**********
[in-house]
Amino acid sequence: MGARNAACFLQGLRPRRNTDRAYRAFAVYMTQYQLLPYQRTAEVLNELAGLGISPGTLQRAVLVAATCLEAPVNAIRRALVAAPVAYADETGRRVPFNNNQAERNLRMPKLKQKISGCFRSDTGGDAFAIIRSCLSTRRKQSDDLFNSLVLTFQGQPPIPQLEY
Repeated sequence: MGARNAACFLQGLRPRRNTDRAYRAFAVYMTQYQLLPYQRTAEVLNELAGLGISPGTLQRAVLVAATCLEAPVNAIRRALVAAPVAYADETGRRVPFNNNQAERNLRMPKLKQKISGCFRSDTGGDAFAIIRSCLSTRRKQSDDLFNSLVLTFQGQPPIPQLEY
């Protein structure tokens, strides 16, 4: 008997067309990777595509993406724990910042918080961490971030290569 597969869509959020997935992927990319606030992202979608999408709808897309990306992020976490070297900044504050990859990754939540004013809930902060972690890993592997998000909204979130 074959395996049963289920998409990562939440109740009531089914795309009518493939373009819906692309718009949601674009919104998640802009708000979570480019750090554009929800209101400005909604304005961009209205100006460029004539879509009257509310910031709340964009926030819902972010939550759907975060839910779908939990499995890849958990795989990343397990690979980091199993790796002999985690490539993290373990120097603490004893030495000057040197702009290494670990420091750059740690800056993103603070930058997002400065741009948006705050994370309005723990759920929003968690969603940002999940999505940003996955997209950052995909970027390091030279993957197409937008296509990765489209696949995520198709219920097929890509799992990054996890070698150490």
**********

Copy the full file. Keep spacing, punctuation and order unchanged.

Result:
[in-house]
Amino acid sequence: MGARNAACFLQGLRPRRNTDRAYRAFAVYMTQYQLLPYQRTAEVLNELAGLGISPGTLQRAVLVAATCLEAPVNAIRRALVAAPVAYADETGRRVPFNNNQAERNLRMPKLKQKISGCFRSDTGGDAFAIIRSCLSTRRKQSDDLFNSLVLTFQGQPPIPQLEY
Repeated sequence: MGARNAACFLQGLRPRRNTDRAYRAFAVYMTQYQLLPYQRTAEVLNELAGLGISPGTLQRAVLVAATCLEAPVNAIRRALVAAPVAYADETGRRVPFNNNQAERNLRMPKLKQKISGCFRSDTGGDAFAIIRSCLSTRRKQSDDLFNSLVLTFQGQPPIPQLEY
């Protein structure tokens, strides 16, 4: 008997067309990777595509993406724990910042918080961490971030290569 597969869509959020997935992927990319606030992202979608999408709808897309990306992020976490070297900044504050990859990754939540004013809930902060972690890993592997998000909204979130 074959395996049963289920998409990562939440109740009531089914795309009518493939373009819906692309718009949601674009919104998640802009708000979570480019750090554009929800209101400005909604304005961009209205100006460029004539879509009257509310910031709340964009926030819902972010939550759907975060839910779908939990499995890849958990795989990343397990690979980091199993790796002999985690490539993290373990120097603490004893030495000057040197702009290494670990420091750059740690800056993103603070930058997002400065741009948006705050994370309005723990759920929003968690969603940002999940999505940003996955997209950052995909970027390091030279993957197409937008296509990765489209696949995520198709219920097929890509799992990054996890070698150490």